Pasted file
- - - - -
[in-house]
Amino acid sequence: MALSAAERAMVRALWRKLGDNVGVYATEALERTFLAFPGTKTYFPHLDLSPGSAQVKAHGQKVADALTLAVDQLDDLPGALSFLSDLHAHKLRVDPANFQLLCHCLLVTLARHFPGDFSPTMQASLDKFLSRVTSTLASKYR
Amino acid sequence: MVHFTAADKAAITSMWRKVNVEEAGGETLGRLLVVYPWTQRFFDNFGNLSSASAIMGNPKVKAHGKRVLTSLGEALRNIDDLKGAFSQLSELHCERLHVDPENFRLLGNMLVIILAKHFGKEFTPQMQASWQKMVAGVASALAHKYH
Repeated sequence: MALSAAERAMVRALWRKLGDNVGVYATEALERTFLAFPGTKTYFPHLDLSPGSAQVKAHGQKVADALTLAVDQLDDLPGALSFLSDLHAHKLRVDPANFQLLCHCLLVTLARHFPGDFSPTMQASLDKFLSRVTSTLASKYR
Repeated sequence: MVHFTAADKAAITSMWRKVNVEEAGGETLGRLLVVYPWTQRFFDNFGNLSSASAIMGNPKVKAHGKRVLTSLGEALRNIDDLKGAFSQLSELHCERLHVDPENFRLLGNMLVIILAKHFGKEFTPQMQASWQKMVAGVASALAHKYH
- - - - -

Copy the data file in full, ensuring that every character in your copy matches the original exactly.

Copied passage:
[in-house]
Amino acid sequence: MALSAAERAMVRALWRKLGDNVGVYATEALERTFLAFPGTKTYFPHLDLSPGSAQVKAHGQKVADALTLAVDQLDDLPGALSFLSDLHAHKLRVDPANFQLLCHCLLVTLARHFPGDFSPTMQASLDKFLSRVTSTLASKYR
Amino acid sequence: MVHFTAADKAAITSMWRKVNVEEAGGETLGRLLVVYPWTQRFFDNFGNLSSASAIMGNPKVKAHGKRVLTSLGEALRNIDDLKGAFSQLSELHCERLHVDPENFRLLGNMLVIILAKHFGKEFTPQMQASWQKMVAGVASALAHKYH
Repeated sequence: MALSAAERAMVRALWRKLGDNVGVYATEALERTFLAFPGTKTYFPHLDLSPGSAQVKAHGQKVADALTLAVDQLDDLPGALSFLSDLHAHKLRVDPANFQLLCHCLLVTLARHFPGDFSPTMQASLDKFLSRVTSTLASKYR
Repeated sequence: MVHFTAADKAAITSMWRKVNVEEAGGETLGRLLVVYPWTQRFFDNFGNLSSASAIMGNPKVKAHGKRVLTSLGEALRNIDDLKGAFSQLSELHCERLHVDPENFRLLGNMLVIILAKHFGKEFTPQMQASWQKMVAGVASALAHKYH